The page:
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What happens if you’re mixing concrete and you add some lye to it? Does it make it weaker, stronger or does nothing at all? I’m guessing concrete is basic so adding lye to it might expedite the reaction, causing it harden faster? Alternatively, it may react to with the water and starve the mixture?

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Cement is basically made of impure $Ca_2SiO_4$, which is made of independent $Ca^{2+}$ and $SiO_4^{4-}$ ions. When mixed with water, the following reaction happens : $$Ca_2SiO_4 + H_2O \unicode{x2192}Ca(OH)_2 + CaSiO_3$$ The useful part of this final mixture is $CaSiO_3$ which has the structure of a polymer made of a long chain $H-O-(-Si(O^-)_2-O-Si(O^-)_2 -O-)_n-H$. And of course there are $Ca^{2+}$ ions near each Si atom to compensate the charges. This makes a long chain of covalences $-Si-O-Si-O-$ and this is why the concrete is so hard and so resistant.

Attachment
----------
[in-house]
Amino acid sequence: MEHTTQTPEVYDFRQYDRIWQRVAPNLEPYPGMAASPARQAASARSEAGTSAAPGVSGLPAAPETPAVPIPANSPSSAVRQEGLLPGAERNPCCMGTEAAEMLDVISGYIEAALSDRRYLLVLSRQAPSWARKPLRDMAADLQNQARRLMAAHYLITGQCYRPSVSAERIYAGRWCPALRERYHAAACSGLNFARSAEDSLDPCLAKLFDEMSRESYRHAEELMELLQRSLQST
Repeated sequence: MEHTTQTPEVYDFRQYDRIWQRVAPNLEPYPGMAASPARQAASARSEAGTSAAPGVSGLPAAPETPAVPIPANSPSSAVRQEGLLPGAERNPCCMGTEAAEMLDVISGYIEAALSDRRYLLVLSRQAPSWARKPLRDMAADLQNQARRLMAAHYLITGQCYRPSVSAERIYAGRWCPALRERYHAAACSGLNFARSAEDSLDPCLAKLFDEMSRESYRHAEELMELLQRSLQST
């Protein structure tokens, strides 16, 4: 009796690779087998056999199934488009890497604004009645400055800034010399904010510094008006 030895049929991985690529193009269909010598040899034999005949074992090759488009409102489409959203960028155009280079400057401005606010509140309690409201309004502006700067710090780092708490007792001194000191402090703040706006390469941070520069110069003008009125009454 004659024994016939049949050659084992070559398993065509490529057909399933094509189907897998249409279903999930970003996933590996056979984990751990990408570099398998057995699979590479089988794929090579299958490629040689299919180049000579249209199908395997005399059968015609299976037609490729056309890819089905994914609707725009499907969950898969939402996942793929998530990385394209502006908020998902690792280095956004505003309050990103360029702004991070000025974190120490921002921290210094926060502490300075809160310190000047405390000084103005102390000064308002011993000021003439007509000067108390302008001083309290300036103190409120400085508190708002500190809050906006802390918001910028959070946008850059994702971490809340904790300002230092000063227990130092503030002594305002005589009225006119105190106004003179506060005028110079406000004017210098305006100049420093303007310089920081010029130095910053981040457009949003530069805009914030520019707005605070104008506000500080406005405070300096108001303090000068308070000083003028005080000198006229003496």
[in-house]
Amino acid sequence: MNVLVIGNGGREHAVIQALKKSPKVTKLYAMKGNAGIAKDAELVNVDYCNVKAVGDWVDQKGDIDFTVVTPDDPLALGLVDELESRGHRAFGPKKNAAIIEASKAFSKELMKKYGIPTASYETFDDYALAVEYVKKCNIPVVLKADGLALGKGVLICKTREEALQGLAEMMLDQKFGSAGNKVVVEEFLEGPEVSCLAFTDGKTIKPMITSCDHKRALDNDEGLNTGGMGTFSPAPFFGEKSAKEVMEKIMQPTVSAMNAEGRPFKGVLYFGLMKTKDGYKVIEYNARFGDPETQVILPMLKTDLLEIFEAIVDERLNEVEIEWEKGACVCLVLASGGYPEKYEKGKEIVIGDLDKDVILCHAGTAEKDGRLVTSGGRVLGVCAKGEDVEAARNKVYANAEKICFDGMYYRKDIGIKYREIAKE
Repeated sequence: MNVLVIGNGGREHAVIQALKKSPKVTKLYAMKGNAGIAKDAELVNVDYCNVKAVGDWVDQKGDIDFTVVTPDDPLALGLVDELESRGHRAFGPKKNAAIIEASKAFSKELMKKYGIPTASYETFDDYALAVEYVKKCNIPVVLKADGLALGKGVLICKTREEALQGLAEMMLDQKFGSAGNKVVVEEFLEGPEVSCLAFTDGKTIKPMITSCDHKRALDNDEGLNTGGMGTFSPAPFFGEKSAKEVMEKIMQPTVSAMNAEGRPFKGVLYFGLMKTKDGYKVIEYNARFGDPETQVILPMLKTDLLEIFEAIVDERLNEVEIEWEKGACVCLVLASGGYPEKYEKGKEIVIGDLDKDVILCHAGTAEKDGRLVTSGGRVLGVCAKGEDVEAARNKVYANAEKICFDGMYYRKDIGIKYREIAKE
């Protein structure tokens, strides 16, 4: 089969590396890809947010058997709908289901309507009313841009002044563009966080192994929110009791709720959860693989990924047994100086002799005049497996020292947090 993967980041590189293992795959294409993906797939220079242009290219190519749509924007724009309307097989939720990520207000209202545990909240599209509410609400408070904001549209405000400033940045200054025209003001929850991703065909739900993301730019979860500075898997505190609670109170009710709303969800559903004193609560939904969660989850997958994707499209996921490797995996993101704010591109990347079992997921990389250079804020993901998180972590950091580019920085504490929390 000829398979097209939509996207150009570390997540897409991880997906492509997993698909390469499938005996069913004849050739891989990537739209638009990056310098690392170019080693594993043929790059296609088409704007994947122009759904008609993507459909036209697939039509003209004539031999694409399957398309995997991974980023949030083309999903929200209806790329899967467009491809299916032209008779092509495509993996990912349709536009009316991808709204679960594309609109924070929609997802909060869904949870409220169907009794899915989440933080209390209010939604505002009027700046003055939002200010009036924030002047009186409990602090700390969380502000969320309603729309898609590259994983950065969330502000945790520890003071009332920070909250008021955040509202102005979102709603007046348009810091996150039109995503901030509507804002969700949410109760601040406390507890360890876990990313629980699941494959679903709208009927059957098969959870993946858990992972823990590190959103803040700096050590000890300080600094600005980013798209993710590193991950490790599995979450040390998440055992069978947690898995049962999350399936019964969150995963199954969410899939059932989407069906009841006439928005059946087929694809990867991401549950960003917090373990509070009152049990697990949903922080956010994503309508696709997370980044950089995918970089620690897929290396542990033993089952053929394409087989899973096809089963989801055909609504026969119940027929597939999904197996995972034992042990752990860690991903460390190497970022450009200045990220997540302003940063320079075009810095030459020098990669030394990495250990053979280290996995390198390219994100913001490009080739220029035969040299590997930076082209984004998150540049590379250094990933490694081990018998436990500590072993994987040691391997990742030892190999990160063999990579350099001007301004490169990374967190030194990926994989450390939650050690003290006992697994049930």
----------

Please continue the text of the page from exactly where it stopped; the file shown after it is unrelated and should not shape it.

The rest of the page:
However to be correct, one should not write $CaSiO_3$ but rather $Ca_n(SiO_3)_n$ and the previous equation should be written : $$n Ca_2SiO_4 + nH_2O \unicode{x2192} nCa(OH)_2 + Ca_n(SiO_3)_n$$

To go back to the question of User148298, one sees that $Ca(OH)_2$ is a by-product in making cement. So it no use adding it to the original cement. It does not help.

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  • $\begingroup$ Isn’t lye Na(OH)2? Your point still stands. $\endgroup$ – user148298 Jan 28 at 17:53

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